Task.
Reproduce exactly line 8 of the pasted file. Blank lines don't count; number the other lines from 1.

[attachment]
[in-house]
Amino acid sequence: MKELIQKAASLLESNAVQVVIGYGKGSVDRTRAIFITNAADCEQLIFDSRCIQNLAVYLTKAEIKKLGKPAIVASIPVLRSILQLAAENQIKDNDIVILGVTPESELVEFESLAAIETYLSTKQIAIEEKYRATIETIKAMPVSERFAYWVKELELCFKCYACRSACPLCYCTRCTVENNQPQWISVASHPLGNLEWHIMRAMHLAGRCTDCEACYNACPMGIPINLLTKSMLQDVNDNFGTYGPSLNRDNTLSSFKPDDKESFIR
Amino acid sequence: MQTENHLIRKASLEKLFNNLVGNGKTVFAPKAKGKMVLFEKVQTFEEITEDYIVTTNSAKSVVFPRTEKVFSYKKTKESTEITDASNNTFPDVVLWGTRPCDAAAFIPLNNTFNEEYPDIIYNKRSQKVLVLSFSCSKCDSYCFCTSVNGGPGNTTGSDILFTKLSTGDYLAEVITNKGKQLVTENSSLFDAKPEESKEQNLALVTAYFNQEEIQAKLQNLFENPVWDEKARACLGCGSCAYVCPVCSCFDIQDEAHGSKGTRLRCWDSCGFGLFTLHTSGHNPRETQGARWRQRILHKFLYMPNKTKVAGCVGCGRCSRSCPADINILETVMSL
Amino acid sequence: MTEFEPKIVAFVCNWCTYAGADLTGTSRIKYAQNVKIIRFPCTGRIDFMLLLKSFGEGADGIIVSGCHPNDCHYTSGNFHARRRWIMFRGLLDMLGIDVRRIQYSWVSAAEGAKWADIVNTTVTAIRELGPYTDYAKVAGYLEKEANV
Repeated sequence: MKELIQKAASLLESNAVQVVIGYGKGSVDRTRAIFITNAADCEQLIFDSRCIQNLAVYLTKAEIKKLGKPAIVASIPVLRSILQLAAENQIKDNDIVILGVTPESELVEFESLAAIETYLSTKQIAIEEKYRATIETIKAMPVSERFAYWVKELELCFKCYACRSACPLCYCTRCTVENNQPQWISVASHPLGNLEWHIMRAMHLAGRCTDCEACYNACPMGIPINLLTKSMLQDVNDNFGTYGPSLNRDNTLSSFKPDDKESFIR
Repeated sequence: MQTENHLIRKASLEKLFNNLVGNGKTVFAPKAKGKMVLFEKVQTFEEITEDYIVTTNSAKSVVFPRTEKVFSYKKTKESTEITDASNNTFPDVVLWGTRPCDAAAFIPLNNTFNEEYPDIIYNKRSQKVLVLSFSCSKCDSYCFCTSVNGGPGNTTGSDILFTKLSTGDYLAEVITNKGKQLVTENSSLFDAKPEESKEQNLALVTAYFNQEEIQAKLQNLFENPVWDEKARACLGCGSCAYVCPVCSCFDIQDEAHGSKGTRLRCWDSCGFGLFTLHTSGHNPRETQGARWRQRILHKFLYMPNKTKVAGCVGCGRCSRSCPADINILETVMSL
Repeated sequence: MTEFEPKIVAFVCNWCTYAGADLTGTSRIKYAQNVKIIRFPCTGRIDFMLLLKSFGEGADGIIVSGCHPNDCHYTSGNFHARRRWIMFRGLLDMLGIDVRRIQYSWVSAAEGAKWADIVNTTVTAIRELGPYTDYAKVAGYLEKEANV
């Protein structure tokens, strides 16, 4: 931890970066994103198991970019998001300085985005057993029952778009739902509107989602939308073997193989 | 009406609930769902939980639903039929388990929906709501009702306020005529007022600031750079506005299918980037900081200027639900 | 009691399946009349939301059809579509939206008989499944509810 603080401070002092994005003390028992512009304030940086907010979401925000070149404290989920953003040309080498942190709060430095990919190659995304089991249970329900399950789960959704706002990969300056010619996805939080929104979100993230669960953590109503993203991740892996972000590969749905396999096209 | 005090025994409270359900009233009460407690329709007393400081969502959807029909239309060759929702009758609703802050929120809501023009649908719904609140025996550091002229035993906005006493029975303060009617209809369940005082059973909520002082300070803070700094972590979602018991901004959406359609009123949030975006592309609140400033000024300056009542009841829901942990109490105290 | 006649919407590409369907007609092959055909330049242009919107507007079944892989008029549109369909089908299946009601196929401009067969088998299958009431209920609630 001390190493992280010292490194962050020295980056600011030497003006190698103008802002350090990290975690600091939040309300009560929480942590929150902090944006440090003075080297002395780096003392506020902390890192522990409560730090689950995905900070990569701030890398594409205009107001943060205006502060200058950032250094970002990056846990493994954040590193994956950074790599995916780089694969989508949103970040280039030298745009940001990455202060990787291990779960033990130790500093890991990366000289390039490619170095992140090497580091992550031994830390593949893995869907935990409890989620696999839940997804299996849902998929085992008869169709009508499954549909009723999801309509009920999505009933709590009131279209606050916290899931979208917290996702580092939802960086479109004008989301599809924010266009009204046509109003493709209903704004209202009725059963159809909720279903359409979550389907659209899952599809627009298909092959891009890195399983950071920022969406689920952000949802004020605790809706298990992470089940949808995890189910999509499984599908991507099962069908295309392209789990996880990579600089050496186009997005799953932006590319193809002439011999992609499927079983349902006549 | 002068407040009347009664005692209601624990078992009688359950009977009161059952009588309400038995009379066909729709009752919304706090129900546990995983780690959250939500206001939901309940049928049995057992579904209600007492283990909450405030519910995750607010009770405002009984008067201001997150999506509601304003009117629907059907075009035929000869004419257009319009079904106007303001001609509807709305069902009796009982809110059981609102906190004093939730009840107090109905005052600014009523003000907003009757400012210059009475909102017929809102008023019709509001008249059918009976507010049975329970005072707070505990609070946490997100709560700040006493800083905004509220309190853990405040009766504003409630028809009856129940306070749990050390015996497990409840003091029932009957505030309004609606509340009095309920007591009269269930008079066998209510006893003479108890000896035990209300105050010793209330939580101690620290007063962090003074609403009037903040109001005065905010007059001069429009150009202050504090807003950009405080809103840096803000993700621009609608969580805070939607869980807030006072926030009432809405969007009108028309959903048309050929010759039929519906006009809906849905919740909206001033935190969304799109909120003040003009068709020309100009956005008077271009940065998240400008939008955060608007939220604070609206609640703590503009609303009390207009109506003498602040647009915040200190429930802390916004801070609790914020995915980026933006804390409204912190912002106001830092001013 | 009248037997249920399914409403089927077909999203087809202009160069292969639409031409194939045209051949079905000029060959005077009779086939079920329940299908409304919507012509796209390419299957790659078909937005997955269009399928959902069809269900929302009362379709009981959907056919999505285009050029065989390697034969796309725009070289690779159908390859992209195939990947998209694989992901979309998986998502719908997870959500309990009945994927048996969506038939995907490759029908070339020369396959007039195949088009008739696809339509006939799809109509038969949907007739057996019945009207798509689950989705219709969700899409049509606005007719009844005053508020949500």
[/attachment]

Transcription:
């Protein structure tokens, strides 16, 4: 931890970066994103198991970019998001300085985005057993029952778009739902509107989602939308073997193989 | 009406609930769902939980639903039929388990929906709501009702306020005529007022600031750079506005299918980037900081200027639900 | 009691399946009349939301059809579509939206008989499944509810 603080401070002092994005003390028992512009304030940086907010979401925000070149404290989920953003040309080498942190709060430095990919190659995304089991249970329900399950789960959704706002990969300056010619996805939080929104979100993230669960953590109503993203991740892996972000590969749905396999096209 | 005090025994409270359900009233009460407690329709007393400081969502959807029909239309060759929702009758609703802050929120809501023009649908719904609140025996550091002229035993906005006493029975303060009617209809369940005082059973909520002082300070803070700094972590979602018991901004959406359609009123949030975006592309609140400033000024300056009542009841829901942990109490105290 | 006649919407590409369907007609092959055909330049242009919107507007079944892989008029549109369909089908299946009601196929401009067969088998299958009431209920609630 001390190493992280010292490194962050020295980056600011030497003006190698103008802002350090990290975690600091939040309300009560929480942590929150902090944006440090003075080297002395780096003392506020902390890192522990409560730090689950995905900070990569701030890398594409205009107001943060205006502060200058950032250094970002990056846990493994954040590193994956950074790599995916780089694969989508949103970040280039030298745009940001990455202060990787291990779960033990130790500093890991990366000289390039490619170095992140090497580091992550031994830390593949893995869907935990409890989620696999839940997804299996849902998929085992008869169709009508499954549909009723999801309509009920999505009933709590009131279209606050916290899931979208917290996702580092939802960086479109004008989301599809924010266009009204046509109003493709209903704004209202009725059963159809909720279903359409979550389907659209899952599809627009298909092959891009890195399983950071920022969406689920952000949802004020605790809706298990992470089940949808995890189910999509499984599908991507099962069908295309392209789990996880990579600089050496186009997005799953932006590319193809002439011999992609499927079983349902006549 | 002068407040009347009664005692209601624990078992009688359950009977009161059952009588309400038995009379066909729709009752919304706090129900546990995983780690959250939500206001939901309940049928049995057992579904209600007492283990909450405030519910995750607010009770405002009984008067201001997150999506509601304003009117629907059907075009035929000869004419257009319009079904106007303001001609509807709305069902009796009982809110059981609102906190004093939730009840107090109905005052600014009523003000907003009757400012210059009475909102017929809102008023019709509001008249059918009976507010049975329970005072707070505990609070946490997100709560700040006493800083905004509220309190853990405040009766504003409630028809009856129940306070749990050390015996497990409840003091029932009957505030309004609606509340009095309920007591009269269930008079066998209510006893003479108890000896035990209300105050010793209330939580101690620290007063962090003074609403009037903040109001005065905010007059001069429009150009202050504090807003950009405080809103840096803000993700621009609608969580805070939607869980807030006072926030009432809405969007009108028309959903048309050929010759039929519906006009809906849905919740909206001033935190969304799109909120003040003009068709020309100009956005008077271009940065998240400008939008955060608007939220604070609206609640703590503009609303009390207009109506003498602040647009915040200190429930802390916004801070609790914020995915980026933006804390409204912190912002106001830092001013 | 009248037997249920399914409403089927077909999203087809202009160069292969639409031409194939045209051949079905000029060959005077009779086939079920329940299908409304919507012509796209390419299957790659078909937005997955269009399928959902069809269900929302009362379709009981959907056919999505285009050029065989390697034969796309725009070289690779159908390859992209195939990947998209694989992901979309998986998502719908997870959500309990009945994927048996969506038939995907490759029908070339020369396959007039195949088009008739696809339509006939799809109509038969949907007739057996019945009207798509689950989705219709969700899409049509606005007719009844005053508020949500």